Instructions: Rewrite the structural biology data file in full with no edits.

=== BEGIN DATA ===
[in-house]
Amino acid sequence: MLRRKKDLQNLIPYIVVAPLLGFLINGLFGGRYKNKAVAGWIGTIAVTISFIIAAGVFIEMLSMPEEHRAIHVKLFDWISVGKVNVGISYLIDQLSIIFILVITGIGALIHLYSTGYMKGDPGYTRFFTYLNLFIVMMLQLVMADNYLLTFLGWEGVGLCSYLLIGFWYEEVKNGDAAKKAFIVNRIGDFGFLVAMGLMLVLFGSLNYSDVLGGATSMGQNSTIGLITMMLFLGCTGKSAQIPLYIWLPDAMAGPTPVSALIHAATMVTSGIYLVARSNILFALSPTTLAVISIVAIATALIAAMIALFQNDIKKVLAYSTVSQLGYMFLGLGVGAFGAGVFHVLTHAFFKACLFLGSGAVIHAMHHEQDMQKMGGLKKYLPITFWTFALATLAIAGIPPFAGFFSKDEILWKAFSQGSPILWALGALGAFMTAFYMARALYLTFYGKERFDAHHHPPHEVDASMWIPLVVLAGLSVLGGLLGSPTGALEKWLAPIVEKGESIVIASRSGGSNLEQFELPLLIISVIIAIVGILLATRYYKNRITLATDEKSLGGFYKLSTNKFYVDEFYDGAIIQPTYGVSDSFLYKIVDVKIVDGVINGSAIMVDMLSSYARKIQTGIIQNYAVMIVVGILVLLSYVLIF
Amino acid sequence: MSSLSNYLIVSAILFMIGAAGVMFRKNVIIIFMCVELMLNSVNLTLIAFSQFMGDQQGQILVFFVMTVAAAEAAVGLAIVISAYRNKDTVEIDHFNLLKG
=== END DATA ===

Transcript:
[in-house]
Amino acid sequence: MLRRKKDLQNLIPYIVVAPLLGFLINGLFGGRYKNKAVAGWIGTIAVTISFIIAAGVFIEMLSMPEEHRAIHVKLFDWISVGKVNVGISYLIDQLSIIFILVITGIGALIHLYSTGYMKGDPGYTRFFTYLNLFIVMMLQLVMADNYLLTFLGWEGVGLCSYLLIGFWYEEVKNGDAAKKAFIVNRIGDFGFLVAMGLMLVLFGSLNYSDVLGGATSMGQNSTIGLITMMLFLGCTGKSAQIPLYIWLPDAMAGPTPVSALIHAATMVTSGIYLVARSNILFALSPTTLAVISIVAIATALIAAMIALFQNDIKKVLAYSTVSQLGYMFLGLGVGAFGAGVFHVLTHAFFKACLFLGSGAVIHAMHHEQDMQKMGGLKKYLPITFWTFALATLAIAGIPPFAGFFSKDEILWKAFSQGSPILWALGALGAFMTAFYMARALYLTFYGKERFDAHHHPPHEVDASMWIPLVVLAGLSVLGGLLGSPTGALEKWLAPIVEKGESIVIASRSGGSNLEQFELPLLIISVIIAIVGILLATRYYKNRITLATDEKSLGGFYKLSTNKFYVDEFYDGAIIQPTYGVSDSFLYKIVDVKIVDGVINGSAIMVDMLSSYARKIQTGIIQNYAVMIVVGILVLLSYVLIF
Amino acid sequence: MSSLSNYLIVSAILFMIGAAGVMFRKNVIIIFMCVELMLNSVNLTLIAFSQFMGDQQGQILVFFVMTVAAAEAAVGLAIVISAYRNKDTVEIDHFNLLKG